yes, today I regret, having acted like this with my collection of trains. My only aim was, I wanted to get rid of all this, I did not wanted to see them anymore. It was foolish behaviour, I know, but I built up in my mind, that my hobby was part responsible what finally lead to my divorce back in 1996. One can have such stupid moments in life. Anyway, it's gone. Today I'm married again to a Laotian girl, and expatriated and living in Laos and I'm happy again, retired and, what else, trainzing ! And most of all, I am not continually hasseld and blamed for what I do.

Marcel
 
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Yes, I think the odor of the old diesel was more pungent and smelled better. I think this has to do with the removal of the sulfur from the oil plus the change in the type of crude from the past. Then again, years of smelling diesel fuel, breathing DeSol, MEK, Toluene, Acetone, and other chemicals may have deadened my olfactory senses a bit and has lead to early onset Parkinson's Disease. I can barely smell or taste anything anymore these days.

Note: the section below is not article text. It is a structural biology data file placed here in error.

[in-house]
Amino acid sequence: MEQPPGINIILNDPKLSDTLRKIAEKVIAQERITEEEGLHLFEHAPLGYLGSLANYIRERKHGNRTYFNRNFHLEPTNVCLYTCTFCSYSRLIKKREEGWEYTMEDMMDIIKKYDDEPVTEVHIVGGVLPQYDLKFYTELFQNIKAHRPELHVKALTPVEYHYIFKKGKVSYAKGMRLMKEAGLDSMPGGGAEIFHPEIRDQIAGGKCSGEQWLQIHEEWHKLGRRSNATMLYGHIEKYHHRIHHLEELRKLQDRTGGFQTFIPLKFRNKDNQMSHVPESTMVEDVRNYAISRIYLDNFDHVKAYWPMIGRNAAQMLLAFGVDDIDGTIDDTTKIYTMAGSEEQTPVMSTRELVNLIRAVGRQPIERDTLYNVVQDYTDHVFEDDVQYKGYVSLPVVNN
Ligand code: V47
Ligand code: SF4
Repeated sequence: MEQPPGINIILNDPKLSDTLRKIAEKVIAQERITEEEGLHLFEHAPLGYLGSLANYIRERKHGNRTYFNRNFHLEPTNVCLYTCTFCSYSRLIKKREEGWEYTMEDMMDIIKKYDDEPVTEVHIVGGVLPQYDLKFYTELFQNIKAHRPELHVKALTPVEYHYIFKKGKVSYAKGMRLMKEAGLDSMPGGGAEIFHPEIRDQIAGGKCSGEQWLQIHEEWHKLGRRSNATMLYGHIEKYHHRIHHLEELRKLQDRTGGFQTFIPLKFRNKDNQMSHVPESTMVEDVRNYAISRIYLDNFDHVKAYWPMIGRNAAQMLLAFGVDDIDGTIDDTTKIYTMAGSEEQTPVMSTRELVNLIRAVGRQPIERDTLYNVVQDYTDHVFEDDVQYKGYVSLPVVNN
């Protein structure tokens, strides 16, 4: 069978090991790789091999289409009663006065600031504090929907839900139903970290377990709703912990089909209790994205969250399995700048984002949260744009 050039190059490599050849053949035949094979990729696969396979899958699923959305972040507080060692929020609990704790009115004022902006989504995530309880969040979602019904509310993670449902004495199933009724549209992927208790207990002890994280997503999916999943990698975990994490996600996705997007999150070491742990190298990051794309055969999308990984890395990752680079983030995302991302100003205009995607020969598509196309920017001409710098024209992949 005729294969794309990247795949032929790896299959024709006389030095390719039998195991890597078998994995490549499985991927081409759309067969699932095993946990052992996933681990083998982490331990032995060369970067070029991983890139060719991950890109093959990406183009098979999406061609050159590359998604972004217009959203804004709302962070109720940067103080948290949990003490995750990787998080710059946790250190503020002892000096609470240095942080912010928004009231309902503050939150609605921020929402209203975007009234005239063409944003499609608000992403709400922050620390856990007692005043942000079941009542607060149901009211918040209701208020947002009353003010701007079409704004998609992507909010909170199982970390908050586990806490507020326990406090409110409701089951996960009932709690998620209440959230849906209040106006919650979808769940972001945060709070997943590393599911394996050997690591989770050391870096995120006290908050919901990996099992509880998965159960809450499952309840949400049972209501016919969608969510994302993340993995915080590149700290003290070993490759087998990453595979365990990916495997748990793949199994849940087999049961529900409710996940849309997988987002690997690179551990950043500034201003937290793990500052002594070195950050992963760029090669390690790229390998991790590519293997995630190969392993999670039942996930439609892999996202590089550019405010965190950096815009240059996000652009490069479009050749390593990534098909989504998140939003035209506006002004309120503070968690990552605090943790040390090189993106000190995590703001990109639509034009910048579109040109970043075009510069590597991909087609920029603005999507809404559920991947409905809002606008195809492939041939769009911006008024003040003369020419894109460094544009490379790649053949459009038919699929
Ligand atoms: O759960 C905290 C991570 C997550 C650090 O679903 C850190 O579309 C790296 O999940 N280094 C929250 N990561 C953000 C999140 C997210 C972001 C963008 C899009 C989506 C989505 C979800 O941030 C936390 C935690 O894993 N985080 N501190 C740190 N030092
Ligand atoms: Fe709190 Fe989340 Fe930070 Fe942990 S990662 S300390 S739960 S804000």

John

I think the smell of modern diesel is more like a bleach smell, or some weird combo of fast food oils and cleaner. And, to top it off, it is not a common smell, seems there are different blends of smells. Just cannot seem to stand it, like I could back in the day. I even remember the smell of the transit bus, as I road my bike behind one, or walking by, or just getting off one at a stop. Those were the days.
 
I think the smell of modern diesel is more like a bleach smell, or some weird combo of fast food oils and cleaner. And, to top it off, it is not a common smell, seems there are different blends of smells. Just cannot seem to stand it, like I could back in the day. I even remember the smell of the transit bus, as I road my bike behind one, or walking by, or just getting off one at a stop. Those were the days.

You nailed it... I'd say it's almost like wimpy candle wax. Then again everything tastes and smells weaker to me now.